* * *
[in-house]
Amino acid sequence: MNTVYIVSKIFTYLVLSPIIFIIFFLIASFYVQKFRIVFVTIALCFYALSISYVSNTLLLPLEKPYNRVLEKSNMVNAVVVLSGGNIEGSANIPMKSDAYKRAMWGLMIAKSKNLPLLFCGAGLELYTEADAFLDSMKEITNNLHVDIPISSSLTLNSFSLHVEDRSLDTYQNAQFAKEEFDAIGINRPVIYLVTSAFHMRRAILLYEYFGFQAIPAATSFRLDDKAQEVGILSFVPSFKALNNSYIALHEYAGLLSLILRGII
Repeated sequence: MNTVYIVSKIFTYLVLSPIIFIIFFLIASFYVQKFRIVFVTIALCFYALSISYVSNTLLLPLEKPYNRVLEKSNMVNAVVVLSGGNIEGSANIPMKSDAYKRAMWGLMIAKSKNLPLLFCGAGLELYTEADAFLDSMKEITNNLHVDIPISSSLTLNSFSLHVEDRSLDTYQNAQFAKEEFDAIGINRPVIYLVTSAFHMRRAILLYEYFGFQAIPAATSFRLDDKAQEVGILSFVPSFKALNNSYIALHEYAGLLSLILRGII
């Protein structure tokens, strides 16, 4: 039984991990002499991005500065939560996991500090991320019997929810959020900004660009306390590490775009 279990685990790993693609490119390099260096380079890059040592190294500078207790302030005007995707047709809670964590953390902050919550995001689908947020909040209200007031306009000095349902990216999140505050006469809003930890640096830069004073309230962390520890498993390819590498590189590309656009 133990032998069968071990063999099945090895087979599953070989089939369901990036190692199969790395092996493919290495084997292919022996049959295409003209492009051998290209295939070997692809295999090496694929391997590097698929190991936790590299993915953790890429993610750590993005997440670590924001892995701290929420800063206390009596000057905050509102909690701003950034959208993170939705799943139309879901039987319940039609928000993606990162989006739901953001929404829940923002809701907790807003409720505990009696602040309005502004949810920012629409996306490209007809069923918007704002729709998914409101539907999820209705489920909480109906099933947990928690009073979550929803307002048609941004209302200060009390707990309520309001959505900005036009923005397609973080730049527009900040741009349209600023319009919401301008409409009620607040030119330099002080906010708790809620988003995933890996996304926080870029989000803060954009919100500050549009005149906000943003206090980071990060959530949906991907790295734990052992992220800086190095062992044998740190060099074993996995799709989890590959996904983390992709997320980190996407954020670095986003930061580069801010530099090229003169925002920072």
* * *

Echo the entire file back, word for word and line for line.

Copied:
[in-house]
Amino acid sequence: MNTVYIVSKIFTYLVLSPIIFIIFFLIASFYVQKFRIVFVTIALCFYALSISYVSNTLLLPLEKPYNRVLEKSNMVNAVVVLSGGNIEGSANIPMKSDAYKRAMWGLMIAKSKNLPLLFCGAGLELYTEADAFLDSMKEITNNLHVDIPISSSLTLNSFSLHVEDRSLDTYQNAQFAKEEFDAIGINRPVIYLVTSAFHMRRAILLYEYFGFQAIPAATSFRLDDKAQEVGILSFVPSFKALNNSYIALHEYAGLLSLILRGII
Repeated sequence: MNTVYIVSKIFTYLVLSPIIFIIFFLIASFYVQKFRIVFVTIALCFYALSISYVSNTLLLPLEKPYNRVLEKSNMVNAVVVLSGGNIEGSANIPMKSDAYKRAMWGLMIAKSKNLPLLFCGAGLELYTEADAFLDSMKEITNNLHVDIPISSSLTLNSFSLHVEDRSLDTYQNAQFAKEEFDAIGINRPVIYLVTSAFHMRRAILLYEYFGFQAIPAATSFRLDDKAQEVGILSFVPSFKALNNSYIALHEYAGLLSLILRGII
């Protein structure tokens, strides 16, 4: 039984991990002499991005500065939560996991500090991320019997929810959020900004660009306390590490775009 279990685990790993693609490119390099260096380079890059040592190294500078207790302030005007995707047709809670964590953390902050919550995001689908947020909040209200007031306009000095349902990216999140505050006469809003930890640096830069004073309230962390520890498993390819590498590189590309656009 133990032998069968071990063999099945090895087979599953070989089939369901990036190692199969790395092996493919290495084997292919022996049959295409003209492009051998290209295939070997692809295999090496694929391997590097698929190991936790590299993915953790890429993610750590993005997440670590924001892995701290929420800063206390009596000057905050509102909690701003950034959208993170939705799943139309879901039987319940039609928000993606990162989006739901953001929404829940923002809701907790807003409720505990009696602040309005502004949810920012629409996306490209007809069923918007704002729709998914409101539907999820209705489920909480109906099933947990928690009073979550929803307002048609941004209302200060009390707990309520309001959505900005036009923005397609973080730049527009900040741009349209600023319009919401301008409409009620607040030119330099002080906010708790809620988003995933890996996304926080870029989000803060954009919100500050549009005149906000943003206090980071990060959530949906991907790295734990052992992220800086190095062992044998740190060099074993996995799709989890590959996904983390992709997320980190996407954020670095986003930061580069801010530099090229003169925002920072």